In light of the above concerns and the littered state of the High Street - not just the normal litter, but all the stuff that sticks to the pavement - it may well be time to abandon the event all together?
West Hill, Portishead
THE spate of lead thefts reported in the December 7 edition is typical of what is happening all over the country, and it can only get worse.
Schools and churches are prime targets and many have been victims several times. Simply replacing stolen lead with more of the same is like an open invitation to thieves to call again. The various security measures that have been tried have only limited effect and a far better solution is to use a good alternative material.
The latest lead replacement products look very much like lead from a few metres away but have no scrap value, so thieves quickly learn the difference. They are also safe to handle and are cheaper than lead.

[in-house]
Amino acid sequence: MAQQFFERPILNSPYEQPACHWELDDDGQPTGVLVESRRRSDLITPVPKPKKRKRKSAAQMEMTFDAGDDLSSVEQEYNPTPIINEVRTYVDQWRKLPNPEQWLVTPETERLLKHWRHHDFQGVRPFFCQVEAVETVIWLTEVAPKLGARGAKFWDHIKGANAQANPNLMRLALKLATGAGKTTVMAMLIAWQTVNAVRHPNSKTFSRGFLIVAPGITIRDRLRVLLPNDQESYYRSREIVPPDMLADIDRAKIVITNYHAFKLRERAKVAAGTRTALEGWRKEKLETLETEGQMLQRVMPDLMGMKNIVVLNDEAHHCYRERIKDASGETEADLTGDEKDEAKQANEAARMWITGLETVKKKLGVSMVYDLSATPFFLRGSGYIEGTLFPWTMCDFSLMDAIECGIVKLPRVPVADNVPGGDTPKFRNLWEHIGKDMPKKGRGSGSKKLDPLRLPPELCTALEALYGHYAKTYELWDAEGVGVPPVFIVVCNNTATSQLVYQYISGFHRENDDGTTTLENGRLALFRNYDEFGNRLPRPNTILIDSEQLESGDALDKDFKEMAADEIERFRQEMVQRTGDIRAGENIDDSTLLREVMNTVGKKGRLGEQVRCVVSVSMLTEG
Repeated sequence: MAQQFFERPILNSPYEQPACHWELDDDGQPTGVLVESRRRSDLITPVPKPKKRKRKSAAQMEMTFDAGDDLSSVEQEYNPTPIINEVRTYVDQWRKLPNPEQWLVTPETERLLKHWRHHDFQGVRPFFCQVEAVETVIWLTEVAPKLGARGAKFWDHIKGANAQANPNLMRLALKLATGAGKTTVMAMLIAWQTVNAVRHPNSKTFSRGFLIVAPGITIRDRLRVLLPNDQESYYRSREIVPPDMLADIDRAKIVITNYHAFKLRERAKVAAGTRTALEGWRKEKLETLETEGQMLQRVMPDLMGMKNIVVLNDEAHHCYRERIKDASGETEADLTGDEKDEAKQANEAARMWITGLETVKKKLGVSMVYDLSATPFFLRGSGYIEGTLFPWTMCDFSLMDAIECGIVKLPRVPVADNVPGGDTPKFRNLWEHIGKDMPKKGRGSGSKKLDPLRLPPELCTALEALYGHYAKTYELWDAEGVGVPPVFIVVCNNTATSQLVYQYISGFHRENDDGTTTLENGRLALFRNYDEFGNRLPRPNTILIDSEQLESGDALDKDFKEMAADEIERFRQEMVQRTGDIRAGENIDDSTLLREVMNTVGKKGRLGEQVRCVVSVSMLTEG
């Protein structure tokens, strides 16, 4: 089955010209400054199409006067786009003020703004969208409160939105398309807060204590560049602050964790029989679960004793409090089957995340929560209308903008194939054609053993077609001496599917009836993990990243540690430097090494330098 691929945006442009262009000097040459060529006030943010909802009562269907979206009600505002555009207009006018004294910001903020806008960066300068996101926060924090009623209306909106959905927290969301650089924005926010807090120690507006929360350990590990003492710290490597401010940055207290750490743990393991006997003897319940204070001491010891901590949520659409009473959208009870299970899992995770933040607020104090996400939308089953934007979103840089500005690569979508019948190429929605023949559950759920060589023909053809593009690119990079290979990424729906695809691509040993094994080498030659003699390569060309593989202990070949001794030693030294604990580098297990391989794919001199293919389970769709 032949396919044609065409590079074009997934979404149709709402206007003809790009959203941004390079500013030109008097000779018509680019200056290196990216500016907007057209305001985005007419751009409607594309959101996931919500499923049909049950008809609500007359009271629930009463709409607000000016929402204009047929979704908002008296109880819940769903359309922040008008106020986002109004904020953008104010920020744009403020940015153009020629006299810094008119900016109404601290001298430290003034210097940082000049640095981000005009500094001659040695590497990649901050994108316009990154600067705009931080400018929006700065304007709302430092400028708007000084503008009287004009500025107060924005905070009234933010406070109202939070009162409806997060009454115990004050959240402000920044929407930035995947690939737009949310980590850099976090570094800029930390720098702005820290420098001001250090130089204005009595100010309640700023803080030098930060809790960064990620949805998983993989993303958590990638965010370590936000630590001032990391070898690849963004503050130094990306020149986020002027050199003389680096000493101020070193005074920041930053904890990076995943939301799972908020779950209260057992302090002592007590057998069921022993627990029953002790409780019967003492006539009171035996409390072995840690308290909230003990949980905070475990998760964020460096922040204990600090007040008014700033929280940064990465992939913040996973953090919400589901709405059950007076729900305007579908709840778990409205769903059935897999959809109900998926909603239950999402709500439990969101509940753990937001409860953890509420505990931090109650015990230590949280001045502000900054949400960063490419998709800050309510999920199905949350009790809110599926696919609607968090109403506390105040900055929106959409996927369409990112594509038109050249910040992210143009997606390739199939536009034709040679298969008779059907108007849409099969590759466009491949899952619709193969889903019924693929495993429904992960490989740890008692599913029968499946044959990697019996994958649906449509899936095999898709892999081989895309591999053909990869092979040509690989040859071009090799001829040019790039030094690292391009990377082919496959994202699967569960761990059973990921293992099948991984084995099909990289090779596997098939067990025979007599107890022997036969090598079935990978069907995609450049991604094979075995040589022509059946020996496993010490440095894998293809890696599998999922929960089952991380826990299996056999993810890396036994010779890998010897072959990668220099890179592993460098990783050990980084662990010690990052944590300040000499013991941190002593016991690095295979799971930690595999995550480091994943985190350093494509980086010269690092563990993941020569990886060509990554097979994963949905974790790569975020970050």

Specifiers and users should be more willing to recognise that things have moved on from the early lead replacement materials which look more suitable for a garden shed than a high profile building. The latest products look good, work extremely well and are readily available locally.
Woodhill Park, Portishead
Electricity not wasted
MS SARANN Roberts’ letter (Dec 21) about her mother’s solar panels is only partly true.
As Ms Roberts states, her mother benefits from free electricity during the day, but that is not the only benefit.
The electricity is also fed into the National Grid and the housing association which paid for the panels is paid at a good rate for this electricity.
I hope the housing association’s profit, when the panels have been paid for, will benefit all the tenants, including Ms Roberts’ mother.
Since the electricity is fed into the National Grid it can be used by anyone anywhere in the country.
Most electricity is used during the day rather than at night by industry and commerce, so the electricity from solar panels on house roofs is certainly not wasted, even if Ms Roberts’ mother and other householders do not use all their own solar panel electricity on a hot sunny day.